I want to freeze water as quickly as possible. Let me explain my situation :

I have a setup that holds water which needs to freeze to create a surface of ice on which I will be demonstrating products.

I have a compressor with a pump that runs Glycol in some copper pipes immersed in the water.

This whole setup is great and transportable, but it takes an eternity to freeze around 10L of water (more than 6 hours) and I need it to be faster than that since I will be traveling with it to give demonstrations!!

I am looking for a way of accelerating the freezing process, ideally without having to change the whole setup (I am willing to change a couple of parts or whatnots).

  • Can you provide a diagram or picture of your set-up?
    – Stan
    Commented Oct 25, 2017 at 20:45
  • <comment removed> @Stan No need to pre-qualify your answer. If you have an answer, please post it below, thanks. Commented Oct 25, 2017 at 21:02
  • 1
    Can you use a different refrigerant with your present equipment such as monomethyldichloroethane instead of just glycol. @RobertCartaino This was not my answer - It might not be possible with the person's compressor due to safety concerns as it is toxic. Bob, My answer is submitted conventionally as an answer.
    – Stan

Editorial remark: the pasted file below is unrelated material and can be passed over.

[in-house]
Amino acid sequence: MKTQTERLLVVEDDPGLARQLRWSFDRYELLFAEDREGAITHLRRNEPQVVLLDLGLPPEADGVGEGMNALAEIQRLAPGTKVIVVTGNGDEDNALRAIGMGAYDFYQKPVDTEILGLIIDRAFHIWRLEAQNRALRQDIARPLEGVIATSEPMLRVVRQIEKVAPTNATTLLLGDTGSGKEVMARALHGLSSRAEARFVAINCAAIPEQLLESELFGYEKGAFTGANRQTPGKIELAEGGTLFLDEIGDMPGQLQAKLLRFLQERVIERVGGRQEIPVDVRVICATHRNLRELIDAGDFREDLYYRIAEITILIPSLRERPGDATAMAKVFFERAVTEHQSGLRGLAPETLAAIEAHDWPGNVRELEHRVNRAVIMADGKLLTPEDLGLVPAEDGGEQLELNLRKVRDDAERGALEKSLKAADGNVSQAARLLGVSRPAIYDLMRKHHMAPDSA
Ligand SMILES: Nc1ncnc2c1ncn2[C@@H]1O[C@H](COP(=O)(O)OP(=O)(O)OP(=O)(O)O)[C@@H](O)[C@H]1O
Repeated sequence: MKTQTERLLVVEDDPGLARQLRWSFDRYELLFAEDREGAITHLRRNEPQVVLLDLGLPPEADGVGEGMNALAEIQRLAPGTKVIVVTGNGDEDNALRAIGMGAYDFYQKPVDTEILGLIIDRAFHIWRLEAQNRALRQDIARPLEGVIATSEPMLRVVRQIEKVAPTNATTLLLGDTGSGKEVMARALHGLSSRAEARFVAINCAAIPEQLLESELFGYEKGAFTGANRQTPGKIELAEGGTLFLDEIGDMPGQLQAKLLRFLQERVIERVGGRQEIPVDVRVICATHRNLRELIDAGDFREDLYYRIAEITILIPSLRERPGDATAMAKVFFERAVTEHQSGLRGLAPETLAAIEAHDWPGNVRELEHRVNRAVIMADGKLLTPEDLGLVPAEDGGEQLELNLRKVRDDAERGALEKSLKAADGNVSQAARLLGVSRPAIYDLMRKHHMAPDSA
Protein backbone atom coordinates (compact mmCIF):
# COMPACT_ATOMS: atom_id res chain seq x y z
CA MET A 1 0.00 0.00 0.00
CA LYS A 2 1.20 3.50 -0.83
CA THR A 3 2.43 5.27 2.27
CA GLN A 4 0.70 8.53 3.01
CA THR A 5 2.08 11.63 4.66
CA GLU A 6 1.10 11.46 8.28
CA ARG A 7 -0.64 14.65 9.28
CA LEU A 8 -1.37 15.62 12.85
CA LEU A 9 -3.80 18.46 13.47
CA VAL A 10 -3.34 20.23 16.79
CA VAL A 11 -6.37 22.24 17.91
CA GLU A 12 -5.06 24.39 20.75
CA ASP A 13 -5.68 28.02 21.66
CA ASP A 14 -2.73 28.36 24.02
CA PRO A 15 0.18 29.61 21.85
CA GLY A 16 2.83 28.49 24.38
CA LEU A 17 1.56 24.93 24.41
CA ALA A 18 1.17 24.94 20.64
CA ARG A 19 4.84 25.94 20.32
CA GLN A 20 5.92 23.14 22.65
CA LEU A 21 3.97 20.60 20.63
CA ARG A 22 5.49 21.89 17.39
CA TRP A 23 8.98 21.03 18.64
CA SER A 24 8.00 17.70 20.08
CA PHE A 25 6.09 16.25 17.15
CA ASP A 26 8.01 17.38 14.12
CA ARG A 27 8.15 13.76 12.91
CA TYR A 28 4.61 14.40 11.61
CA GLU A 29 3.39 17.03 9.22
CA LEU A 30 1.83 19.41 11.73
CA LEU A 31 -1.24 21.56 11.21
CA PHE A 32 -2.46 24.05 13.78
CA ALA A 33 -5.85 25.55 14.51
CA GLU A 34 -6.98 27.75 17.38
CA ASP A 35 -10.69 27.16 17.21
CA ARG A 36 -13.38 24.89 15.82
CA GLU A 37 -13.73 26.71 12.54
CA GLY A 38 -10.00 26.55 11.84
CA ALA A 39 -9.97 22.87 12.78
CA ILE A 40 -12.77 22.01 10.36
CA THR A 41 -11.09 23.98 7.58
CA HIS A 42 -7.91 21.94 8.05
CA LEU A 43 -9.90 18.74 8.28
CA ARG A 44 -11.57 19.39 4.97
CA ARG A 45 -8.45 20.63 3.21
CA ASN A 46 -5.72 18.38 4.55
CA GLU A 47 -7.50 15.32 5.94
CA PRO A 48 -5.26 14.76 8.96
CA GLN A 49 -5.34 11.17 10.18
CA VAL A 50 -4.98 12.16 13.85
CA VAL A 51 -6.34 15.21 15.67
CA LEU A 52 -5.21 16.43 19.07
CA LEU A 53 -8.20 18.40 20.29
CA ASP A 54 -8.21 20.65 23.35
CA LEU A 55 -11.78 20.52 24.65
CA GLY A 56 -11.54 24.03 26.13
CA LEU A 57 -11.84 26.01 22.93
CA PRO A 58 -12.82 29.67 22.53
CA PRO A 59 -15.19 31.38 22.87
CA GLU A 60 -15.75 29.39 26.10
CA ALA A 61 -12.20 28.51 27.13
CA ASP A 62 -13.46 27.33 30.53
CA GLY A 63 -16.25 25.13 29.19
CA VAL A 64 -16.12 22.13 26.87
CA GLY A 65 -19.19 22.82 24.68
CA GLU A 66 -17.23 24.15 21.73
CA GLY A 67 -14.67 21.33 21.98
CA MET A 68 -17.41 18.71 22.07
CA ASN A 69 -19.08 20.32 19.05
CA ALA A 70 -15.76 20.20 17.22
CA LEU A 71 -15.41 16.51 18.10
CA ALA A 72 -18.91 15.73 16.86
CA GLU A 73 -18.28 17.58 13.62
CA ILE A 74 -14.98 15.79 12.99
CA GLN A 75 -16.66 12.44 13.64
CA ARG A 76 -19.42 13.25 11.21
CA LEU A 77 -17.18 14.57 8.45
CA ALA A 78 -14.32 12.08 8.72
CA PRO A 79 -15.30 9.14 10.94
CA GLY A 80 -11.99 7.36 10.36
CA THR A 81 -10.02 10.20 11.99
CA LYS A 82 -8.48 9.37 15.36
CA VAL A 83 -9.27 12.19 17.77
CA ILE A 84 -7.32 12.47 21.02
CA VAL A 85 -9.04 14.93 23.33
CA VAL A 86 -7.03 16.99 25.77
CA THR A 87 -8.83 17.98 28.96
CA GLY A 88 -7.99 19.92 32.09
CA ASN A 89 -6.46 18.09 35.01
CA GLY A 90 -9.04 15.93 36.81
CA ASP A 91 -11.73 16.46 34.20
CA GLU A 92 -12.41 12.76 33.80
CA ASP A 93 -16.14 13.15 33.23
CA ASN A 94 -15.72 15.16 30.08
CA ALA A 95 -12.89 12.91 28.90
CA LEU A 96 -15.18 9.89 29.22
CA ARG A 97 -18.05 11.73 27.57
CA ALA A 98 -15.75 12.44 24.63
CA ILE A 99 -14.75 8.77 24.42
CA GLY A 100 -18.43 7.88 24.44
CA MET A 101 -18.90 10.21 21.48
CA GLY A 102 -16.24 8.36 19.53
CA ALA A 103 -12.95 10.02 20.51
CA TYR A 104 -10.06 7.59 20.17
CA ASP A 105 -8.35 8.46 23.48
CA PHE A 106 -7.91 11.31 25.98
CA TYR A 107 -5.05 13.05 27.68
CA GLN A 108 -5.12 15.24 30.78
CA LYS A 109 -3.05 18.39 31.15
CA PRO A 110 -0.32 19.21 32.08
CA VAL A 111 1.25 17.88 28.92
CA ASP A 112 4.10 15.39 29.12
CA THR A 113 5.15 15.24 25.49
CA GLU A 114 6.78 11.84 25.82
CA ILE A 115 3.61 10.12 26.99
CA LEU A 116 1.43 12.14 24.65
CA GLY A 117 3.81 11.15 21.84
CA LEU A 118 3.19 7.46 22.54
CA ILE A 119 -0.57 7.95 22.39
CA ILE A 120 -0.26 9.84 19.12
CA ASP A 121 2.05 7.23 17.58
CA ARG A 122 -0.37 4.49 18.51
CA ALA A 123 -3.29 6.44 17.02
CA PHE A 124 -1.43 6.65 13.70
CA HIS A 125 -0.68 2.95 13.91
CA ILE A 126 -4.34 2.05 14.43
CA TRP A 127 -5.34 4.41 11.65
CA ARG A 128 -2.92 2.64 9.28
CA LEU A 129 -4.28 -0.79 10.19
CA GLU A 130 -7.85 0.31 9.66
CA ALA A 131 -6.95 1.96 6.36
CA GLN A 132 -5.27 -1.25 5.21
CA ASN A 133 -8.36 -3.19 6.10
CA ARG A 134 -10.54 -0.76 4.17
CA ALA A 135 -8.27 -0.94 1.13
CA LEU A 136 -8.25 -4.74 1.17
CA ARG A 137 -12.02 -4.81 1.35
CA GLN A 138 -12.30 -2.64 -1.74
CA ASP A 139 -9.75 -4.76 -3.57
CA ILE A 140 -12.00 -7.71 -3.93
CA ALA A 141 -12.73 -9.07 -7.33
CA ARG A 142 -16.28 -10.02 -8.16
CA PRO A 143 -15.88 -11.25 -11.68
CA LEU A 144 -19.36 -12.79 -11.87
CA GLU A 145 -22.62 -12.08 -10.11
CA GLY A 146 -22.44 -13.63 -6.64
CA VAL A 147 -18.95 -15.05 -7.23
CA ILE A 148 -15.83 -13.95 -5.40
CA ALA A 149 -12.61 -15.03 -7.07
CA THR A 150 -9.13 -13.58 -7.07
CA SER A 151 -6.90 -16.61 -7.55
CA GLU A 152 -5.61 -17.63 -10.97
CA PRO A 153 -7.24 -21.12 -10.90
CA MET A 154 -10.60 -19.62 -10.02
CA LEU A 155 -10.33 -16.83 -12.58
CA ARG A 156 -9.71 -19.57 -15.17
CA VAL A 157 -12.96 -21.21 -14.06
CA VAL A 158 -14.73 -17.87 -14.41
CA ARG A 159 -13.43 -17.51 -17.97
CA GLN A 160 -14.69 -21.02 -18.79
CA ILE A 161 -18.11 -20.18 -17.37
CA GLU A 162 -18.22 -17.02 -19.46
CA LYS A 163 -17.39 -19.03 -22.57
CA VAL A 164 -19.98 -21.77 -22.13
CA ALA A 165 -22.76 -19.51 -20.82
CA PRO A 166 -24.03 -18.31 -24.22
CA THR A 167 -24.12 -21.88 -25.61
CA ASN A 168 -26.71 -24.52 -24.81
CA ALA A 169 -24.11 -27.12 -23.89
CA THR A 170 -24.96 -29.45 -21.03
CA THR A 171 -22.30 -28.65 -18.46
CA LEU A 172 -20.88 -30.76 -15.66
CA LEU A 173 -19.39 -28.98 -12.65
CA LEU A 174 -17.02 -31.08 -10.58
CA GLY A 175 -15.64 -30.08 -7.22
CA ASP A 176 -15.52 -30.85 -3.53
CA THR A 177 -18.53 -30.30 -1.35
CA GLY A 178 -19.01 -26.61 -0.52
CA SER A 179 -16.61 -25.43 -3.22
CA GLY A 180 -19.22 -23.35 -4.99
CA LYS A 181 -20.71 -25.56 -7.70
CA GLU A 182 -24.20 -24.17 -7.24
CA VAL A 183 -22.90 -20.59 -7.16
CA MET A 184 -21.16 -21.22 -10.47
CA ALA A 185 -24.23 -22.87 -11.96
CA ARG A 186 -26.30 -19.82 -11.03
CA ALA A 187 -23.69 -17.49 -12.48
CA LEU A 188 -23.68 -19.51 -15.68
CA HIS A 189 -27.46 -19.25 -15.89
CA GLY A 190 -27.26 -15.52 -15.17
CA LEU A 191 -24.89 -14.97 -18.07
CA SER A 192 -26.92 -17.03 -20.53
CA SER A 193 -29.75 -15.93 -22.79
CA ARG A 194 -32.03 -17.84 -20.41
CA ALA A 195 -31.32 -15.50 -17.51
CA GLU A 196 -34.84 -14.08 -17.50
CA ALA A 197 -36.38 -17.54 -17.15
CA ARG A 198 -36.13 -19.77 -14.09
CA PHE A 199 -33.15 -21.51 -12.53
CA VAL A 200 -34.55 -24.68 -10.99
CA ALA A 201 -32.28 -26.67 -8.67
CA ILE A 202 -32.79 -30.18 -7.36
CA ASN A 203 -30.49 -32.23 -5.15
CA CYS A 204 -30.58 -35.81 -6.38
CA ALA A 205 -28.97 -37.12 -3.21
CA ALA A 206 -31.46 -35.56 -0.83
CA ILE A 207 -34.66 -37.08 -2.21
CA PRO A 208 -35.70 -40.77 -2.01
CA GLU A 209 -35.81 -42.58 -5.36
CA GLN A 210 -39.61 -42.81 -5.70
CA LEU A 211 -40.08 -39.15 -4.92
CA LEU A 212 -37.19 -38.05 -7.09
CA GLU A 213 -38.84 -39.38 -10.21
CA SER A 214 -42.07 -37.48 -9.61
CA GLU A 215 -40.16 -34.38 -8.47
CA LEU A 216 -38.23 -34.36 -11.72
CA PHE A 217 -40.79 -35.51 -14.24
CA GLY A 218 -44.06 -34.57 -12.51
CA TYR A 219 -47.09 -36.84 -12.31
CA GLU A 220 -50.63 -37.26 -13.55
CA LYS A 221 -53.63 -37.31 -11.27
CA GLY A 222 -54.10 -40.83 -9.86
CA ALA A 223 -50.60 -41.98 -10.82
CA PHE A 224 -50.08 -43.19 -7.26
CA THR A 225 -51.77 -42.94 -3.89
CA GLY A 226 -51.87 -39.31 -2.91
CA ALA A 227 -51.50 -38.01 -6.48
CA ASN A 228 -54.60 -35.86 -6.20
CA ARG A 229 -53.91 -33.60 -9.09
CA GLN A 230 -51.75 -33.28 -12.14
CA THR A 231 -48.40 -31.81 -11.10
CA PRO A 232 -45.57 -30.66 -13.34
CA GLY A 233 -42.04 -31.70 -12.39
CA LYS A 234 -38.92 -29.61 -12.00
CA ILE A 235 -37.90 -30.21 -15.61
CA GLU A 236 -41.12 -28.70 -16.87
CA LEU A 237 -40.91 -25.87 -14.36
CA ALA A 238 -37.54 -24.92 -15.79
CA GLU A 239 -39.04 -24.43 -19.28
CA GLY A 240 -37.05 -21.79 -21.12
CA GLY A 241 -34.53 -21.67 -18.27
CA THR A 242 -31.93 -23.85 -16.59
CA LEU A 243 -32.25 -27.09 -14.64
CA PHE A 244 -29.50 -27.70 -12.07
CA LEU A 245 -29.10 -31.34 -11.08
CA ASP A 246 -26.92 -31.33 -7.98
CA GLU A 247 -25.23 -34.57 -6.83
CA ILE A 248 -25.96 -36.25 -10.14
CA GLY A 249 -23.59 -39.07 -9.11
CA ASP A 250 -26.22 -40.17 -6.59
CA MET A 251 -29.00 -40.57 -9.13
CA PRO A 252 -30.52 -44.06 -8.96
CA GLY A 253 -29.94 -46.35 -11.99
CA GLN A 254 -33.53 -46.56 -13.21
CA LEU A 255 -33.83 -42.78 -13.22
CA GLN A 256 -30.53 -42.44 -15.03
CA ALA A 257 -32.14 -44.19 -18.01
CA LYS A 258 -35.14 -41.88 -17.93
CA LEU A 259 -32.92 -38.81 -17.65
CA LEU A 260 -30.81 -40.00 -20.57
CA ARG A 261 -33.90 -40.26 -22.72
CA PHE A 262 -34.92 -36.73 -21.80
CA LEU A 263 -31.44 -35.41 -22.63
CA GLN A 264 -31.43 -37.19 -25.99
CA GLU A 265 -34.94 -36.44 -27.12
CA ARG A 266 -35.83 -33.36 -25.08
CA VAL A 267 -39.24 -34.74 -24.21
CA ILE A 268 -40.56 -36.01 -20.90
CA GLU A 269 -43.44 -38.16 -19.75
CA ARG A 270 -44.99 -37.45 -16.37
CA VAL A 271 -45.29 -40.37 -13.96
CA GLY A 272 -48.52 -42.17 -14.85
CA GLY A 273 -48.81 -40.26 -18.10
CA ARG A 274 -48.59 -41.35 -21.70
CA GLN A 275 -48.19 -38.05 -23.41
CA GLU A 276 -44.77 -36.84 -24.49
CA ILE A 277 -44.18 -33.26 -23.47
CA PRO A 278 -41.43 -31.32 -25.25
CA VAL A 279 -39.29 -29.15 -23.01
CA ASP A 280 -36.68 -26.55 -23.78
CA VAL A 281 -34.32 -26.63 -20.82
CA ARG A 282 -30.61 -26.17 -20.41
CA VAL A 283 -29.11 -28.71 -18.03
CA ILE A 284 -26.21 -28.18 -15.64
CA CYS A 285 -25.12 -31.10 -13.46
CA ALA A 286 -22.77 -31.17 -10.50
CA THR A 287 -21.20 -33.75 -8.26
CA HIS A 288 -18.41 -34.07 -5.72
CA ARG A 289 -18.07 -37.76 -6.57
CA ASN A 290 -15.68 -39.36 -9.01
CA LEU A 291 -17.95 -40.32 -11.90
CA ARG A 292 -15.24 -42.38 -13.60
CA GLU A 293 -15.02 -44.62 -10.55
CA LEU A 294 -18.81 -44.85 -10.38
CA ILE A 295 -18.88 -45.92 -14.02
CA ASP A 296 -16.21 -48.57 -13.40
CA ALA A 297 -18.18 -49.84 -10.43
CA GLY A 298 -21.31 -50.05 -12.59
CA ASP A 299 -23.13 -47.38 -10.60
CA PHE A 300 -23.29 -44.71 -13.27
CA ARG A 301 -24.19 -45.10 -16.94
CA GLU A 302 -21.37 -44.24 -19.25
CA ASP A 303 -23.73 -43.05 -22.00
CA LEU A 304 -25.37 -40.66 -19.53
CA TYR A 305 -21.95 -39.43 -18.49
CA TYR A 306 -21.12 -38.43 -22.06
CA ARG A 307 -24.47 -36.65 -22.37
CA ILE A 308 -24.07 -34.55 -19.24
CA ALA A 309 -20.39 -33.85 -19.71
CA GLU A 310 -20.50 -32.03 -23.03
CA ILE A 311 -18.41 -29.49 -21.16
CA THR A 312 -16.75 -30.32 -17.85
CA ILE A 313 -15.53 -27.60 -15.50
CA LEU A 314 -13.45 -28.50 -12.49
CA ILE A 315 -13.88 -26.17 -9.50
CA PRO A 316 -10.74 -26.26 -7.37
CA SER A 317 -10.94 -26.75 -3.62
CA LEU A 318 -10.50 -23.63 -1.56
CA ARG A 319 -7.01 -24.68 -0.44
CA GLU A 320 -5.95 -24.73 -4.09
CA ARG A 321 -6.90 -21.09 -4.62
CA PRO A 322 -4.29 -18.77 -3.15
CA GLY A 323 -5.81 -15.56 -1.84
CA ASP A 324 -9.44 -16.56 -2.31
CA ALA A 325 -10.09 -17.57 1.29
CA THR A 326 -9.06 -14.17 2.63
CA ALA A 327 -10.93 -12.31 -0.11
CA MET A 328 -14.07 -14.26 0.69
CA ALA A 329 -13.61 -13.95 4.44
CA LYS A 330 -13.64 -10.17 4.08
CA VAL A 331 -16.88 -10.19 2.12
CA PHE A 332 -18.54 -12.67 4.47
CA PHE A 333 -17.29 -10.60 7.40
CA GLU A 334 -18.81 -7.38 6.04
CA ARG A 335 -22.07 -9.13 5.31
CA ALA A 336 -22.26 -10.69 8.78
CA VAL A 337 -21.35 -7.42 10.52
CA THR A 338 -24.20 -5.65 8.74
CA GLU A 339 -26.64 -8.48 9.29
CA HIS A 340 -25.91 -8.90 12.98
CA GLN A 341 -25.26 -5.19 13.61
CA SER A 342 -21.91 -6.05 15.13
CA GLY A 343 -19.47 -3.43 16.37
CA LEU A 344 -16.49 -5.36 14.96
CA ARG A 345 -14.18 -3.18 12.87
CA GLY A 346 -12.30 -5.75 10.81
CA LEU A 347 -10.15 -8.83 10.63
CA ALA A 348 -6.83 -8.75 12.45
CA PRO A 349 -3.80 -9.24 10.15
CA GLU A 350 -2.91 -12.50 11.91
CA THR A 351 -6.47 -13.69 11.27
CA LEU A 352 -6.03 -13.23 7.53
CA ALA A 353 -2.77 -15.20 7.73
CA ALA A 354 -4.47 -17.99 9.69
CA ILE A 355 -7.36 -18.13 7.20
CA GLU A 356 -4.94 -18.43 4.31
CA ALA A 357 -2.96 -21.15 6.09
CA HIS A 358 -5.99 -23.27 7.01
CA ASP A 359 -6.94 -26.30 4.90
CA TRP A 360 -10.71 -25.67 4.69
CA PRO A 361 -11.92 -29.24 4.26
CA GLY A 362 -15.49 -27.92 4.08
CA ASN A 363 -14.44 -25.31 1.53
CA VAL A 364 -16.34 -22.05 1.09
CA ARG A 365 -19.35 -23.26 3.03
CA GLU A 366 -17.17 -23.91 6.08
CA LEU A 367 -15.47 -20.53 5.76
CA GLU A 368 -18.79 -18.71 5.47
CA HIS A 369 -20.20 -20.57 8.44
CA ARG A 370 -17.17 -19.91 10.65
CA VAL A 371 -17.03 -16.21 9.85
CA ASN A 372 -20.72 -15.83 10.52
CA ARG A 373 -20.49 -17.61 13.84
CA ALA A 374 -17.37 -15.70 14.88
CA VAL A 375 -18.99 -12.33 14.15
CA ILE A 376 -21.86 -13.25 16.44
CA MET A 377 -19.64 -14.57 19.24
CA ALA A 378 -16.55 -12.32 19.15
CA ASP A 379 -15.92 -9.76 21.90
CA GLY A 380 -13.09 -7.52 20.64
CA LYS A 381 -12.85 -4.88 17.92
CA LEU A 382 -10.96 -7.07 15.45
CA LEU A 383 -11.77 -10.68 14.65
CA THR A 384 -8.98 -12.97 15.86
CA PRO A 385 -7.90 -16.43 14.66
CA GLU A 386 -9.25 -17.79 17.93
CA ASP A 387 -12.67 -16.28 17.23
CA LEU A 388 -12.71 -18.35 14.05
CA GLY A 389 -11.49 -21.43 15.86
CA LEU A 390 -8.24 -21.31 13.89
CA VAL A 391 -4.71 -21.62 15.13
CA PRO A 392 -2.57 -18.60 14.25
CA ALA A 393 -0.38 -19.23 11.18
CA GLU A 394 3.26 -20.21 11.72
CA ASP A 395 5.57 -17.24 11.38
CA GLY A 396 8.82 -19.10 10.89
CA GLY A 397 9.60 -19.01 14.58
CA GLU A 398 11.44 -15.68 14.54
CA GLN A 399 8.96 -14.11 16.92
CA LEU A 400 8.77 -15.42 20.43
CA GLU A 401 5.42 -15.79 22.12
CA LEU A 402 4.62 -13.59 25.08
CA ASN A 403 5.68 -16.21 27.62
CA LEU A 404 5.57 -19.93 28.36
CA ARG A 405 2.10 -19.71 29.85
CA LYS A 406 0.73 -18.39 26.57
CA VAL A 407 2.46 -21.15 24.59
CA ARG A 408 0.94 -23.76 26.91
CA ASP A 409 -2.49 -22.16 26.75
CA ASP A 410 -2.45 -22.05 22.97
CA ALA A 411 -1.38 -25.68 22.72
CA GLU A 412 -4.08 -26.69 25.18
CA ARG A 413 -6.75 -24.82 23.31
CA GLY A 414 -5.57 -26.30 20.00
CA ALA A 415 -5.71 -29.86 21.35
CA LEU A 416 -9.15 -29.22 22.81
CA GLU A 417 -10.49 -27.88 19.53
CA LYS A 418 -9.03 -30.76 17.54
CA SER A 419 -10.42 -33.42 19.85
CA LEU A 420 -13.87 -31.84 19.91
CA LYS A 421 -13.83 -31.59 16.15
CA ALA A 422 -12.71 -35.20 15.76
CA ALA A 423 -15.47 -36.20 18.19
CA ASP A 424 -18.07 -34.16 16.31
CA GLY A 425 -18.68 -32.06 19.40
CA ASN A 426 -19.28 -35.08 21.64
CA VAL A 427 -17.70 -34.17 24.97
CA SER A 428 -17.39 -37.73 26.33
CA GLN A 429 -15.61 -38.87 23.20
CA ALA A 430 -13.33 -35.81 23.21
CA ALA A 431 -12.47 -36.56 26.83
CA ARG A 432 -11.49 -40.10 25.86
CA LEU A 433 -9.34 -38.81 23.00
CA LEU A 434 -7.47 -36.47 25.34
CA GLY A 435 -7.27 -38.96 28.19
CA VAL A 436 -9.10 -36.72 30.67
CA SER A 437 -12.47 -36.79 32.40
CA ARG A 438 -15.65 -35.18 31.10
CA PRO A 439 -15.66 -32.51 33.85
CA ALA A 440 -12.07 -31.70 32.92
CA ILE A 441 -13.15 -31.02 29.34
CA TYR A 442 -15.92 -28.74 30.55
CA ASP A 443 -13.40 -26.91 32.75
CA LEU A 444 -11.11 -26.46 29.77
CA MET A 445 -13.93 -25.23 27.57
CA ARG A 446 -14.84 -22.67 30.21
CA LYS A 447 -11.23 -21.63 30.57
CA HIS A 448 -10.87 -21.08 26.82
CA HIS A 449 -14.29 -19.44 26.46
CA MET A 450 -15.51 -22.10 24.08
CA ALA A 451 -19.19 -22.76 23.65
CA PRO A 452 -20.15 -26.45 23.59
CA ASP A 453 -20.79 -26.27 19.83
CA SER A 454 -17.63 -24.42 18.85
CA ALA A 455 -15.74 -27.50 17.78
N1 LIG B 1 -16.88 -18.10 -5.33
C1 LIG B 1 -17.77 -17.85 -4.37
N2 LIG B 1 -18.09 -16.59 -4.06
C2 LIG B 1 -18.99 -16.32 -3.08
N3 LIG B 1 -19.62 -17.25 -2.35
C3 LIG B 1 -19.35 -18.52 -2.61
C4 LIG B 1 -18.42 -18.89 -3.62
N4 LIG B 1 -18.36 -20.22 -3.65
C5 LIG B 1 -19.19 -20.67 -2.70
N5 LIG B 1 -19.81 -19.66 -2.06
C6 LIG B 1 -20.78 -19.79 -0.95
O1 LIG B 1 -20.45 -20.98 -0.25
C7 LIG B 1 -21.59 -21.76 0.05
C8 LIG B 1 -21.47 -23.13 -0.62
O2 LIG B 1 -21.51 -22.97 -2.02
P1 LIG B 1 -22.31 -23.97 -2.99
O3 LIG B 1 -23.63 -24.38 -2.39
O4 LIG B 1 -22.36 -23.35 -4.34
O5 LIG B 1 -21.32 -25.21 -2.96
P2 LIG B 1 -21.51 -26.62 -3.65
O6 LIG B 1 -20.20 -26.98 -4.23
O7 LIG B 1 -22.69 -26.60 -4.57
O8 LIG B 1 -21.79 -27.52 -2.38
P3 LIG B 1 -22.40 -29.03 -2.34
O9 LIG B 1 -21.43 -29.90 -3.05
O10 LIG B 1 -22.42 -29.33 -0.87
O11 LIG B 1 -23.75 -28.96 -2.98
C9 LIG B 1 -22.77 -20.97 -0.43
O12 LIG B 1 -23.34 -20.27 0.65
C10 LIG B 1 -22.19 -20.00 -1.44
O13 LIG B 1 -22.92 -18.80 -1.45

Commented Oct 25, 2017 at 21:14
  • Please let us know how it turns out.
    – Stan
    Commented Oct 31, 2017 at 14:37
  • Why not transport the slab of ice to the destination? (unless you travel by plane...)
    – bobflux
    Commented Nov 25, 2017 at 17:04

6 Answers 6


Try to ditch commen sense and go for science!

1. Use hot water as your starting point.

Exploit the Mpemba-effect:

enter image description here

Since there is some debate about the effect, whether it is real or not: the greater the exposed surface area, like in a lake were the effect was discovered or the apparent application from the question, the stronger the effect seems to be.

If you keep accurate records about this you may contribute to the exact sciences as well.

2. Use de-salinated water, and then add back in impurities, like testosterone